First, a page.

'Azzun 'Atma, Huwwara, Za'tara (Tapuah), יום א' 8.3.09, בוקר

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Edna L., and Ditza Y. (reporting)

Translation:  Suzanne O.

Occupation?  What do you mean occupation?  We are occupiers?  We occupied something? (A settler in Azon Atma and a Givati 1st sergeant in Huwwara)


Azmon Atma

7:20 a.m. 

There is a roadblock at the entrance to the settlement.  The traffic is heavy.  About 40 people crowd around the roadblock.  At the exit: Palestinian workers await transport and vehicles with yellow number plates await workers who are due to leave from the roadblock.

Those leaving the territories via Azmon Atma now have to cross two roadblocks:  the first separates the West Bank and Azmon Atma, the additional one is between Azmon Atma and the settlements and Israel.  A number of those crossing whom we approached claimed that it took them an hour and a half to travel from the first roadblock to the exit from Azmon Atma.

A Palestinian on his way to work on a settlement had a long chat to us about the situation, on the hopelessness, about the fact that he has to work on a settlement to ensure the survival of his children.

A settler, waiting impatiently for his worker who is due to arrive from Azmon Atma, articulates his anger and recounts his problems to us:  Oslo is responsible for everything.  Until the Oslo agreement everything was fine.  For the Palestinians too.  They earned billions of shekels.  When we try to speak to him about the occupation, his response, not entirely unexpected:  What occupation?  What do you mean occupation?  Who occupied something?  We are occupiers?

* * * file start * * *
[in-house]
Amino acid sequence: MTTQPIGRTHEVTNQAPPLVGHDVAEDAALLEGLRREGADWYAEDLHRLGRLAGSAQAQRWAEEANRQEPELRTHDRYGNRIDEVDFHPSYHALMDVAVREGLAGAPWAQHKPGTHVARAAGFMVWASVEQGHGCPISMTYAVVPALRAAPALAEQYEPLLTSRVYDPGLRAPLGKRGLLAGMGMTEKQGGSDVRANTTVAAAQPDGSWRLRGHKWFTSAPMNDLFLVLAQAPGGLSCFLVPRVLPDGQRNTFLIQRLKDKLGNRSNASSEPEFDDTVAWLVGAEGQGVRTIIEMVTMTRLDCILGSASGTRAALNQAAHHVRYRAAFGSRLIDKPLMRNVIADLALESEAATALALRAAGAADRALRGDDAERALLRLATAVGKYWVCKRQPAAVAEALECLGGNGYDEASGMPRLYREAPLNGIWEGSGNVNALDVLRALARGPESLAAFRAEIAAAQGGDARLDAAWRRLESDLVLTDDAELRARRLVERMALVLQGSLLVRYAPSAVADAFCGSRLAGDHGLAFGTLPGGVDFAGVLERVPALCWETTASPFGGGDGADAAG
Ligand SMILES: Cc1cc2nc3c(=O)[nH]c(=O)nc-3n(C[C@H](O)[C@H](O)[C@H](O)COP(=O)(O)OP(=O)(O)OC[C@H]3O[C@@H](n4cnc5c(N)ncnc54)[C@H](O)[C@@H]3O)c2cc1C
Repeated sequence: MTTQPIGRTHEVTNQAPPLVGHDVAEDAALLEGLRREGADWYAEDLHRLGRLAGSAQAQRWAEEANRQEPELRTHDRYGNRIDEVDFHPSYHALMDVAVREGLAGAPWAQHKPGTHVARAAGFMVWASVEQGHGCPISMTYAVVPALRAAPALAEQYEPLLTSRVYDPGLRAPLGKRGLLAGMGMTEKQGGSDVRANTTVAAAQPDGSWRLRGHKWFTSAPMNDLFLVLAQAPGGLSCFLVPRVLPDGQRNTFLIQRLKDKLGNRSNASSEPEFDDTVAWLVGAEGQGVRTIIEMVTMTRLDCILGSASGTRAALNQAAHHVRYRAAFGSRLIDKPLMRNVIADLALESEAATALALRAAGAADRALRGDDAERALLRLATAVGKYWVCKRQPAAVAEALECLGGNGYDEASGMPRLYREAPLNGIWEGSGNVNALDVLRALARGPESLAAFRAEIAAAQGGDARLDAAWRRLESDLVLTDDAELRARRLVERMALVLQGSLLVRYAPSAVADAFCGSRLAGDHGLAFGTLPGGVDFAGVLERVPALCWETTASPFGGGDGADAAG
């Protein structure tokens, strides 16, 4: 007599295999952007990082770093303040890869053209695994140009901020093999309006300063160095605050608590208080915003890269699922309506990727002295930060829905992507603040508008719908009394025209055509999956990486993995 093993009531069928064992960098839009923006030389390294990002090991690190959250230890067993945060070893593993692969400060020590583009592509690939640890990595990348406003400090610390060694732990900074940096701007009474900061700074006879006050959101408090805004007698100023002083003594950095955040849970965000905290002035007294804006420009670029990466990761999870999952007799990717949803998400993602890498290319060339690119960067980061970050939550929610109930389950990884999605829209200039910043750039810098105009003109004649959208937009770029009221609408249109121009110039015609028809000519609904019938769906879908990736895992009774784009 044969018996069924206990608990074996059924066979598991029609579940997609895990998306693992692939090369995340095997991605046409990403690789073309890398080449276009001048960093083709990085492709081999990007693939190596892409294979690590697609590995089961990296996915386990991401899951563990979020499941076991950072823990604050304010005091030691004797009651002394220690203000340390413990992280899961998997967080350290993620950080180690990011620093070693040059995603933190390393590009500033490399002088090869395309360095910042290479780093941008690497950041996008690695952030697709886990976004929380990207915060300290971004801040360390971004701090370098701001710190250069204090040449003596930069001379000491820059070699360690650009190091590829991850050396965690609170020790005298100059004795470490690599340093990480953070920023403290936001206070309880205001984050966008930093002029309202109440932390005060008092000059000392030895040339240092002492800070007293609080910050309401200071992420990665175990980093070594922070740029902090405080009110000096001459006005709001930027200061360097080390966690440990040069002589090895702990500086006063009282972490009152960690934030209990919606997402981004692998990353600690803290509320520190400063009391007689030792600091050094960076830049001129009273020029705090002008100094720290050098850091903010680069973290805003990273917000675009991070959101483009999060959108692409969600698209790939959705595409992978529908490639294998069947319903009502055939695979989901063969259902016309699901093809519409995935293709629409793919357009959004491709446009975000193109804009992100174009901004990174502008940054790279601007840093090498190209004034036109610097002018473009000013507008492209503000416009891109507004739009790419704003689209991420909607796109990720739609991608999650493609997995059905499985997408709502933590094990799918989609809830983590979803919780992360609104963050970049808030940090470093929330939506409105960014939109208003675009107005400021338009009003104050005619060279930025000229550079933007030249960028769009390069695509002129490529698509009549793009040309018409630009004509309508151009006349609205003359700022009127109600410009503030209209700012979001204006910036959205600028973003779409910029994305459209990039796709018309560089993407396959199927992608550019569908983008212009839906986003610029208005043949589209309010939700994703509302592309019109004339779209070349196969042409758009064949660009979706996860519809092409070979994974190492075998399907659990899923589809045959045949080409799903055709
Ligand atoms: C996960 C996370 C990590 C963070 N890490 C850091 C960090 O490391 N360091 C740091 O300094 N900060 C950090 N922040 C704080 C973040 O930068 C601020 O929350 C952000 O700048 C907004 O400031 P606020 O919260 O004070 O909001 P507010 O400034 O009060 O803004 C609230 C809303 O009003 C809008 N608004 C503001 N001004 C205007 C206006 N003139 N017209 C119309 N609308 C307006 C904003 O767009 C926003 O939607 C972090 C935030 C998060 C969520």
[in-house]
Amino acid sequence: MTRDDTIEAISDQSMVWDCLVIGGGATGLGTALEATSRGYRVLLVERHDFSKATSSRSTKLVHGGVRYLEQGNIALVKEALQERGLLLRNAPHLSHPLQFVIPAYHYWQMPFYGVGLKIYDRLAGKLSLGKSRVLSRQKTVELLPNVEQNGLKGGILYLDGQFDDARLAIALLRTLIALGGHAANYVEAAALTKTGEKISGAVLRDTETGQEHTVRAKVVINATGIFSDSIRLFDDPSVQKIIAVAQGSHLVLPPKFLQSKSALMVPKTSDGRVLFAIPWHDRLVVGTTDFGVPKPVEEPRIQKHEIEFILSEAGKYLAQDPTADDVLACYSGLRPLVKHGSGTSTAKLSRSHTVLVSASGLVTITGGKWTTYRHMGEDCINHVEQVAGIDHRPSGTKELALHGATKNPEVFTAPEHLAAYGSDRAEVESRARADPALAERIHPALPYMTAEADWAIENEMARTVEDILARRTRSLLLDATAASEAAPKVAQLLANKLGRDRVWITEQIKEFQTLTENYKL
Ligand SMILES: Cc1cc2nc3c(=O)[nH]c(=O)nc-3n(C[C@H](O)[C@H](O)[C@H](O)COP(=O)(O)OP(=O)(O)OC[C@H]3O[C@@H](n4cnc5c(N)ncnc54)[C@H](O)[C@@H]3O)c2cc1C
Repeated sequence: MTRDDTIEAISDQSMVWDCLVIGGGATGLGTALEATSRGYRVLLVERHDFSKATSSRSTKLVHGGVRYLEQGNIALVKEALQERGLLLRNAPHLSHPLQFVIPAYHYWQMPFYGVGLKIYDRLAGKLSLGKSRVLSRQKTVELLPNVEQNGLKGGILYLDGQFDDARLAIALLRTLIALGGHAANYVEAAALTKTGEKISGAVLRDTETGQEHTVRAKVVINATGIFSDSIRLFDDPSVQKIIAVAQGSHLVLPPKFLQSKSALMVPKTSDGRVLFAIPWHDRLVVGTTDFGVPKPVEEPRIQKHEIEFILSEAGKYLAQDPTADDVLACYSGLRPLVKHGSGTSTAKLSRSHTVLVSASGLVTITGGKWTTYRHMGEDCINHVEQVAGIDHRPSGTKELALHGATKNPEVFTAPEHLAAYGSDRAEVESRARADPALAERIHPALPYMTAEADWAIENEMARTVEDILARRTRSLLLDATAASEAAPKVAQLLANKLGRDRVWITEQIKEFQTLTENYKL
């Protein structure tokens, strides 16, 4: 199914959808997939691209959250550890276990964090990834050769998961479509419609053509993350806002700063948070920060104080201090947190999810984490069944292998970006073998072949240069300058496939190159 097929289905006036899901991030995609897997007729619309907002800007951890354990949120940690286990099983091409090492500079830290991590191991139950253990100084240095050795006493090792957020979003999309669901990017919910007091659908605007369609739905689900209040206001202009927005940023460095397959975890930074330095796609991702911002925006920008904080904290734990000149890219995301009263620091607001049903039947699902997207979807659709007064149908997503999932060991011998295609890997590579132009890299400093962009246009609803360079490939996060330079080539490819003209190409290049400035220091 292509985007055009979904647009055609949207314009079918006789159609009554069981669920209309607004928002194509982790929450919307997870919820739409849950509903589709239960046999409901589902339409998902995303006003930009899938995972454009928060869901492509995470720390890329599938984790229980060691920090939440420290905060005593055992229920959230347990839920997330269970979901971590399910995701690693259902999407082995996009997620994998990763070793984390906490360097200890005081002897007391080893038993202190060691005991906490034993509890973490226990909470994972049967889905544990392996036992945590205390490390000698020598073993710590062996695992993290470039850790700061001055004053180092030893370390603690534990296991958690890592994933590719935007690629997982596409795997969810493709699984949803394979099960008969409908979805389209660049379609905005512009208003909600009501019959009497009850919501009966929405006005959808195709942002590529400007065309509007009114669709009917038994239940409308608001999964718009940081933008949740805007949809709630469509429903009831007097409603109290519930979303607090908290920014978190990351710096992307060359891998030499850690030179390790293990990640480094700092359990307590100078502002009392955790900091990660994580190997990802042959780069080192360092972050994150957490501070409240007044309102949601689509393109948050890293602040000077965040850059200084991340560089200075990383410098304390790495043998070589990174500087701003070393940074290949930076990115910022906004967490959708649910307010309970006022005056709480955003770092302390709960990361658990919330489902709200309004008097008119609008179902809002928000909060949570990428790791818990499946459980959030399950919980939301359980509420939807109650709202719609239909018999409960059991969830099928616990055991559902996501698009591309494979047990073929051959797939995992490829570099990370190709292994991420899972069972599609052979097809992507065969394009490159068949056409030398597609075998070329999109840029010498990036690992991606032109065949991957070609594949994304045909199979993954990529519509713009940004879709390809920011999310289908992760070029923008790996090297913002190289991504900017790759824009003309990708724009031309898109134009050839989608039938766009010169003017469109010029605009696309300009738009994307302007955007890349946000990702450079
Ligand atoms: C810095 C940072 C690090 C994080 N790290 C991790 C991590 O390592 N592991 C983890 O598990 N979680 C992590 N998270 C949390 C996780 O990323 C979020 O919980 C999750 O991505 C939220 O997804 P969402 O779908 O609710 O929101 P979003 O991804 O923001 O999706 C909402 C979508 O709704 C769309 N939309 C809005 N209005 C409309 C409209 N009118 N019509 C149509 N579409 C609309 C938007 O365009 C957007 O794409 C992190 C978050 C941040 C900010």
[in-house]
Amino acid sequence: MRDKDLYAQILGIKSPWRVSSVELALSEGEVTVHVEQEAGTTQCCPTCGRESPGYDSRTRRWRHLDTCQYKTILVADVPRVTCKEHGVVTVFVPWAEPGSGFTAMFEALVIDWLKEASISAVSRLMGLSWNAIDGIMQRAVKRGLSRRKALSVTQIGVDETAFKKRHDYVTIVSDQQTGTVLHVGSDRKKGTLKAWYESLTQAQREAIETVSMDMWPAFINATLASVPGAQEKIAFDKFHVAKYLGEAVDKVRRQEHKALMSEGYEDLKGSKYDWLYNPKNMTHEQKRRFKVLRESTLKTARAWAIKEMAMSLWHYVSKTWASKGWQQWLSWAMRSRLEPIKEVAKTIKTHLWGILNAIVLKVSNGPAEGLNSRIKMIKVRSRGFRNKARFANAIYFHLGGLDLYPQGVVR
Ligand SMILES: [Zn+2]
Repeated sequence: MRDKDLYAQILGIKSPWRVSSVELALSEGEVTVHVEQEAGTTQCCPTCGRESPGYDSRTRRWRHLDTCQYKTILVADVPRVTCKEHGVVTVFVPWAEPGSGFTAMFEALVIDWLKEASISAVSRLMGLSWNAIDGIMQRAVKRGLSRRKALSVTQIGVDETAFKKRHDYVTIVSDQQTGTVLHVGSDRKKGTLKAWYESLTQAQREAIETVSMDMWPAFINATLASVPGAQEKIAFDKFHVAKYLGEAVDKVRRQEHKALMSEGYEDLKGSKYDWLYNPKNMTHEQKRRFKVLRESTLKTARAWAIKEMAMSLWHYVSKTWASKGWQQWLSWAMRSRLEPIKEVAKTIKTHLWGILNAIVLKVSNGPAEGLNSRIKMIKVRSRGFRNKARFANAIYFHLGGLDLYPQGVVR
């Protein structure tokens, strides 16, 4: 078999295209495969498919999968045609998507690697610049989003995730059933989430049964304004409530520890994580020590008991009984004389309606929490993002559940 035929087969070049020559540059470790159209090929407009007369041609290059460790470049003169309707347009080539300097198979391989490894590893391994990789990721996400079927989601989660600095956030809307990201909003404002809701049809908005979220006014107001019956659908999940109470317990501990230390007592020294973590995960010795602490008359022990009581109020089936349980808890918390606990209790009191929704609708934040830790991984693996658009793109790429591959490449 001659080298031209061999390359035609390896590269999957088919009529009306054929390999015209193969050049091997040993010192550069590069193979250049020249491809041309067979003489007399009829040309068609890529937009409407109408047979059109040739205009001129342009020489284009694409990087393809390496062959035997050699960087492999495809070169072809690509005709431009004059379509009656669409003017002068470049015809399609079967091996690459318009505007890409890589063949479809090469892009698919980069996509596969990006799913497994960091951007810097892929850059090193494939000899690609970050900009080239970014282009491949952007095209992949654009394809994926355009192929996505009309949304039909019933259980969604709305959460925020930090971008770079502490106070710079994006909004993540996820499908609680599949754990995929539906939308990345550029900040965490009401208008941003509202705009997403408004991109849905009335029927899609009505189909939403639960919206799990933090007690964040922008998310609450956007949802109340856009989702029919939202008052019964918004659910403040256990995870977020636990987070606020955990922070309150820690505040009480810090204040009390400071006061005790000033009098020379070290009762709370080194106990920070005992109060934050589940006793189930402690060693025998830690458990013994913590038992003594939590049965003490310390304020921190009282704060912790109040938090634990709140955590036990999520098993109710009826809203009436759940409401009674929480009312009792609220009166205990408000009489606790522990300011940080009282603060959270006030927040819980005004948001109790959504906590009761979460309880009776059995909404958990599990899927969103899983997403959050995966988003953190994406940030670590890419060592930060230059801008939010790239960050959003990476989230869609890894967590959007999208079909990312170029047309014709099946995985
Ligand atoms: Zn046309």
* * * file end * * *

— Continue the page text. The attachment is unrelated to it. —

8:05 a.m. 

There is one vehicle at the western roadblock and 12 at the northern one.



8:20 a.m. 

In the direction of Nablus:  from time to time there is a stream of pedestrians.

From Nablus there are about 40 - 50 people at the turnstiles.  Only one checkpoint is open.  The inspections are slow.  Once in a while a soldier arrives, inspects a number of people beside the turnstiles and leaves.  We monitored each and everyone in the queue it turned out that it took 24 minutes at the roadblock.  We telephoned Abu Rokon who promises to investigate the matter.

  • 1. A 1st sergeant from Givati approaches us. He tells us that the third checkpoint at the exit from Nablus has not been working for a week and a half. All his efforts to repair it have not succeeded and he is sure we can be of help in the matter. A conversation develops between us. He is an intelligent young man, aware of the history of the People of Israel and the annals of the settlement of Israel. There is only one thing he is not aware of; that we occupied the land of another people. Of course this is our country, what do you mean we occupied it? So what if, in 1948, it was determined that we have a country with borders? We should note that he is a humane young man, and one question that we asked: do the Palestinians not deserve their own country, left him somewhat pensive.
  • 2. A disabled man with a walking frame is about to get to the turnstile at the entrance to Nablus. Just then we found the DCO representative, S., and he promised that in a moment he will ensure that the disabled gate is opened.
  • 3. We see him very busy measuring the area, and disappear. The disabled man folds up his walker meanwhile and crosses through the turnstile with great difficulty. S., returned, apologized for not opening the gate, explained that he is engaged with something. It turns out that the task is the measurement of the area in order to put flower pots along the entrance lane to Nablus. Flower pots? What about drinking water? Toilets? That is not the DCO's business. Really, we thought, why do we only grumble all the time, criticise and cannot be pleased? The occupation will be a lot more humane and pleasant with flower pots along the way, and the people spending hours at the turnstiles will forget the time they spend there when they have flowers to look at. Possibly they will want to stay longer at the roadblock.

10:00 a.m.

  • 4. About 15 vehicles are at the exit from Nablus. A bus there with mainly women passengers, among them those with babies in their arms, most of them elderly, are all taken off the bus. They all bring their packages, even if they are small, to the x-ray machine. The bus spent 10 minutes at the roadblock.

10:10 a.m.

  • 5. We left the roadblock. There is no Border Police jeep near Beita, at Azarta there are no vehicles in either direction.